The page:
Spiritual Practices 6 — Guidance

Guidance and Grace

Acts 15.1-21
John 15.26 – 16.4a; 12-15

We’ve been talking about spiritual practices for a few weeks now as a series for Lent. A spiritual practice is something we do intentionally to make space to keep company with Jesus and learn to know him better. Today, we’re talking about guidance or discernment as a spiritual practice. If you look at Richard Foster’s book Celebration of Discipline, you’ll see he has grouped some spiritual practices or disciplines as ‘Corporate Disciplines’.

Corporate disciplines are things we do together. Worship is a corporate discipline; that’s pretty easy to see. But Foster labels the last two spiritual practices that we’ll look at as ‘corporate’. They are guidance and confession.

How are they corporate? Let’s look at that as we come to them. Today, it’s the corporate spiritual practice of seeking God’s guidance.

We need God’s guidance. Sometimes the direction we should take in life just isn’t clear. Perhaps you think of seeking God’s guidance as more of an individual thing. I’d invite you to consider what Foster says: we need to have more direction on searching for God’s guidance in partnership with one another.

We’ve done this already, when we discerned he way forward for our strategic plan, and our vision statement. We sought God’s guidance to come up with priorities for our life, things like increasing a sense of community with the fellowship and reaching out to the neighbourhood outside our walls. We formed our Vision Statement:

Living God’s mission
as disciples of Jesus
united in the Spirit

There’s another obvious case in point for us right now. Is worshipping in the round a good thing or not? Should we continue with it beyond the six month mark?

How do we determine that? Do we listen to the most deafening supporters, or to the loudest complaints? Do we end up doing what we’ve always done? This is often how decisions are made by congregations.

My genuine hope is that whatever we decide about worship in the round, we’ll have learned a great deal about discerning God’s will together through this exercise.

You know, if the people of the early Church had decided on controversial things the way we often do it today, the Christian faith may not have lasted.

We read Acts 15 today. It’s a pivotal New Testament passage which—amazingly—is not in the Revised Common Lectionary. Let’s set the scene. Five chapters earlier, in Acts 10, poor unsuspecting Peter has a vision from God. Oh oh… Three times, a sheet comes down from heaven with all sorts of unclean animals on it. Things like pigs and prawns and oysters. ‘Arise Peter, kill and eat!’ comes the voice from heaven. Peter wouldn’t. He’d never eaten those things before, they were unclean. Then the punch line came: ‘You must not call unclean what God has called clean.’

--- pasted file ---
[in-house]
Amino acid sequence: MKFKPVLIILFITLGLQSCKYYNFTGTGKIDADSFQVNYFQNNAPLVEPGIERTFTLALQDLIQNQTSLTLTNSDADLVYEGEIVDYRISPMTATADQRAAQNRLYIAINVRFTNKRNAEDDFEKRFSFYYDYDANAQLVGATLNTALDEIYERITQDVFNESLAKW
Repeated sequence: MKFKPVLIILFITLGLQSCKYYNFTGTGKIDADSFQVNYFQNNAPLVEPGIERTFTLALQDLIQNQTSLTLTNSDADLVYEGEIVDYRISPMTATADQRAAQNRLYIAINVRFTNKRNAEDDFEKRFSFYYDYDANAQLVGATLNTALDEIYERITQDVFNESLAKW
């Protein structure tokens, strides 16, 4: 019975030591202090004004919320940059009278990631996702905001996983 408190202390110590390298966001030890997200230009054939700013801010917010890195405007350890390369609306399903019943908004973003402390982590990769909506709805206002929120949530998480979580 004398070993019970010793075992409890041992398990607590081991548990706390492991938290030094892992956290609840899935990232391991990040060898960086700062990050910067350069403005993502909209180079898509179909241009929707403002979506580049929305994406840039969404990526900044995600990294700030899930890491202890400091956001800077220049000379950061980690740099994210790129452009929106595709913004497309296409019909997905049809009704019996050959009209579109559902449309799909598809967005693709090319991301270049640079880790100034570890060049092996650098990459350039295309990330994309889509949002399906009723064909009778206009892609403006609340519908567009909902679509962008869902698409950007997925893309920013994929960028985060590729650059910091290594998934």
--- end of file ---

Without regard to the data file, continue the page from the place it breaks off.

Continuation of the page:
Then three Gentiles came, people who Peter had always considered unclean. Coincidence? I think not. Peter goes with them to the house of the Roman centurion Cornelius. The Holy Spirit doesn’t even have the manners to wait until Peter has finished proclaiming the good news about Jesus before it falls upon the Gentiles and they speak in tongues and praise God. There’s nothing for it but to baptise them and welcome them into the family, just as we welcomed L and R today.

It was never a foregone conclusion that Gentiles like us would be admitted into the Church of Jesus Christ without first becoming Jews. People were going about saying just that:

Unless you are circumcised according to the custom of Moses, you cannot be saved.

If these people had had their way, the Gospel would never have got to Britain, let alone Australia and Samoa! It wouldn’t have gone there because this was not the Gospel.

Peter needed to tell what had happened to Cornelius to counteract what these people were saying. But Peter had a problem.

How should he speak to the blokes back home in Jerusalem about this? They’d seen no vision. They weren’t there when Cornelius and the others were swept up by the Holy Spirit. What if they complained? What if they said, ‘We’ve never done this before’? What if they said, ‘God doesn’t change his mind’? All simply spiffingly terrific debating points.